Range Rover the First Fifty - Prototypes, YVBs and NXCs

(No reviews yet) Write a Review
Usually despatched same working day from Sydney, Australia.
1.20 KGS
Gift wrapping:
Options available
Calculated at Checkout
  • Range Rover the First Fifty: Prototypes, YVBs and NXCs
  • Range Rover the First Fifty: Prototypes, YVBs and NXCs Back
Frequently bought together:


Author: Roger Crathorne, Geoff Miller, Gary Pusey, James Taylor, ISBN: 9781783180028, Softbound, 159 pages, b&w illustrations

Range Rover the First Fifty: Prototypes, YVBs and NXCs - The Story of the early Range Rovers

The story in detail of the 50 or so early Range Rovers that fell into three distinct groups: the Engineering Prototypes, the Pre-Production YVB-H models and the Press Launch NXC-H vehicles. Written by the foremost experts on the subject, it is essential
reading for enthusiasts and all who have an interest in this motoring legend.


Just before the middle of the 1960s, Rover engineer Spen King had the idea of creating a more driver-friendly Land Rover by using the long-travel coil-spring suspension from the latest Rover 2000 saloon in a multi-purpose estate-type body. He shared his ideas with his colleague Gordon Bashford, who was then the "package designer" in Rover's advanced engineering section (called New Vehicle Projects), and the two came up with a design that had a wheelbase of 99.5 inches. At Bashford's suggestion, they rounded it up to 100 inches.
Meanwhile, Rover's Managing Director, William Martin-Hurst, had commissioned a review of the company's markets world-wide. When that review was completed in 1965, it showed that the coming trend in the USA was for four-wheel-drive "leisure" vehicles — exactly the type of vehicle that the King-Bashford Land Rover 100-inch Station Wagon was intended to be. It was likely that other world markets would follow the US trend.
During 1966, a formal project was set up at Rover to develop the new vehicle, and by 1970 it was ready to enter production as the Range Rover. Top management at British Leyland, to which group Rover belonged from late 1966, was very enthusiastic about the new model and as a result it was launched rather earlier than the development engineers would have liked. One result of this was that development of US market derivatives was curtailed — and in fact the Range Rover did not reach the USA until 17 years later.
The basic design was so good that the vehicle immediately caught the imagination of the buying public. Rover-British Leyland UK (as it had become) spent most of the 1970s trying to keep up with world-wide demand. The original design was further developed in ways which its original designers could hardly have imagined, to become a prestigious luxury car as well as a formidably competent off-road vehicle.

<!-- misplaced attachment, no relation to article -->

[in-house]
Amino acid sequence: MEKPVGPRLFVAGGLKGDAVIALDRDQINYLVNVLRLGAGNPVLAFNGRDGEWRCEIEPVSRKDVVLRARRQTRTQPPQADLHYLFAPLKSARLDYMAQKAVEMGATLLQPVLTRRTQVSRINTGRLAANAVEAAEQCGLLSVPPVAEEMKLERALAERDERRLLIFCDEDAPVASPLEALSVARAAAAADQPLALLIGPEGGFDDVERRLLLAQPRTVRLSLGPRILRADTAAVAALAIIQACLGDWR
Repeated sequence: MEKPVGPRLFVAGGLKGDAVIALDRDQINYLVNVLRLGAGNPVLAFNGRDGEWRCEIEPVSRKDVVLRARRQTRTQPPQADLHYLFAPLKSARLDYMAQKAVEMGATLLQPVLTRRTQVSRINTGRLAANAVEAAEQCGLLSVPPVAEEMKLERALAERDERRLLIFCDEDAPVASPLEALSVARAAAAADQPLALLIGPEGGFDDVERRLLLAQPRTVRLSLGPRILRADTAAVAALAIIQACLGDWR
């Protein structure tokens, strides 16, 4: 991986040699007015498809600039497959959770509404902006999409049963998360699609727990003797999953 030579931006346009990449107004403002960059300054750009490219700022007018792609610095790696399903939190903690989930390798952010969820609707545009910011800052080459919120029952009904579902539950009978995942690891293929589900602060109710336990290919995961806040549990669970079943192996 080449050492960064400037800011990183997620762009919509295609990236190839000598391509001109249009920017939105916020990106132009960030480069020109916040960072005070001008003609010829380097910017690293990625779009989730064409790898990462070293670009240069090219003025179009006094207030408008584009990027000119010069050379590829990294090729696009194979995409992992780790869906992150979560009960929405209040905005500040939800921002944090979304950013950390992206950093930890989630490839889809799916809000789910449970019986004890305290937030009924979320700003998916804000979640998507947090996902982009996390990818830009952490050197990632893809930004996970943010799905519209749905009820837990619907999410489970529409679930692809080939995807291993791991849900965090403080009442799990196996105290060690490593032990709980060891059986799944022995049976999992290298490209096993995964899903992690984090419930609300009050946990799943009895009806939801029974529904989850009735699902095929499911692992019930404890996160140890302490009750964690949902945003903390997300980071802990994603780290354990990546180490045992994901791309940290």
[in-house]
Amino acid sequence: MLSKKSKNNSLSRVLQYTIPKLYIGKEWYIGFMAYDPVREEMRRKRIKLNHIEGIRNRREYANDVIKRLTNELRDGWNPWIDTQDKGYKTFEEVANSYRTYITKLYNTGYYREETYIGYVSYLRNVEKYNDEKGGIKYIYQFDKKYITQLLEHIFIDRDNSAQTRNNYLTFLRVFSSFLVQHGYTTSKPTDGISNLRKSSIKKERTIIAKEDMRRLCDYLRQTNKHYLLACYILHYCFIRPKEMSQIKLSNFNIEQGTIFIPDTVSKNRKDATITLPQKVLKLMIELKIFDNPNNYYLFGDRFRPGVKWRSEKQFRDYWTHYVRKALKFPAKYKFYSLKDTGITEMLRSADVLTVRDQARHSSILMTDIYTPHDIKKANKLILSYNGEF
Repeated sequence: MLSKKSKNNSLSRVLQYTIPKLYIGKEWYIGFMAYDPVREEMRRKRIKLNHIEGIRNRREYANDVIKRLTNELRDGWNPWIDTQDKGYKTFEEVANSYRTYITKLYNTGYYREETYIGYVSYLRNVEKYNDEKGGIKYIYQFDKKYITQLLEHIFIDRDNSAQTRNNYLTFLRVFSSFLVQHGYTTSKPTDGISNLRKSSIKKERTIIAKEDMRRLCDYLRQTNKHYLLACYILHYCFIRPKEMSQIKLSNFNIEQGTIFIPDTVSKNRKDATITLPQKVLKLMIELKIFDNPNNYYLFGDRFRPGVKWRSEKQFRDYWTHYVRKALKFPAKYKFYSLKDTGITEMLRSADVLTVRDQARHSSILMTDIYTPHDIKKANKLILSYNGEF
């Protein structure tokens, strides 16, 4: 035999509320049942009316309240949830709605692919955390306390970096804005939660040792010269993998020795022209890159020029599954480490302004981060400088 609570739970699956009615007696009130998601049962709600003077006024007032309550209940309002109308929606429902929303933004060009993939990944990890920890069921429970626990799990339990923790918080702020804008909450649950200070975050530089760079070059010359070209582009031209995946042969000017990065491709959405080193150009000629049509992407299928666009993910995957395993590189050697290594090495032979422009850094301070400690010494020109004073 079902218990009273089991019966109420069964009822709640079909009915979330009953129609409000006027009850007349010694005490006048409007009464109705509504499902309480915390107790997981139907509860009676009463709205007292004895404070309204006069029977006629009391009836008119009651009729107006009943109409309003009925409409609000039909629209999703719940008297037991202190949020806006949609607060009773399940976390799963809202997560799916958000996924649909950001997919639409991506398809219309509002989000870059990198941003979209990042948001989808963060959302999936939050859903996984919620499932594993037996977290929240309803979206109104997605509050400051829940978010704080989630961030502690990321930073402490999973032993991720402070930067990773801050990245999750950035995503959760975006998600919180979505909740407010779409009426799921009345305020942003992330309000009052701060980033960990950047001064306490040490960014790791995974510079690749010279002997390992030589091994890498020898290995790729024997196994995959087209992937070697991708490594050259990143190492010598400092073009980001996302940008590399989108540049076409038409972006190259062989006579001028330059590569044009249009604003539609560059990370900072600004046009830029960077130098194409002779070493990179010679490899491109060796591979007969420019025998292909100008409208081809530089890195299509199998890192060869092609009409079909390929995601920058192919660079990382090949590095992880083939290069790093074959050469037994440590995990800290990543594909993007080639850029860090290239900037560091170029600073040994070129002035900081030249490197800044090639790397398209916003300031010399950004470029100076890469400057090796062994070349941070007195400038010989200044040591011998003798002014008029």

Today, the Range Rover is a legend. The original design lasted in production for more than a quarter of a century; a second-generation model joined it in 1994; the third generation was announced at the end of 2001; and a fourth generation arrived in 2012. Enthusiasts and collectors alike recognise the importance of the vehicle — whose key attributes have been widely copied — in the history of motoring, and as a result there is strong interest in the very first Range Rovers.
It is those very first Range Rovers which are the subject of this book. Its aim is to record the story of the earliest vehicles before it becomes lost in the mists of legend and distorted by commercial misrepresentation. It looks at three distinct groups of vehicles. These are the Engineering Prototypes (of which there were seven), the Pre-Production Vehicles (of which there were 28, most registered in the YVB-H series), and the Press Launch Vehicles (of which there were 20, all registered in the NXC-H series). The total comes to slightly more than 50 vehicles, and — taking our cue from the King-Bashford "rounding" of the original layout drawing's wheelbase — we have called this book after it.
A lot of people have helped us gather the information in this book. Photographs have come from a great variety of sources, and we have done our best to acknowledge them in the captions. Special thanks must of course go to Jan Valentino at the British Motor Industry Heritage Trust in Gaydon, where most of the original factory photographs are kept.

View AllClose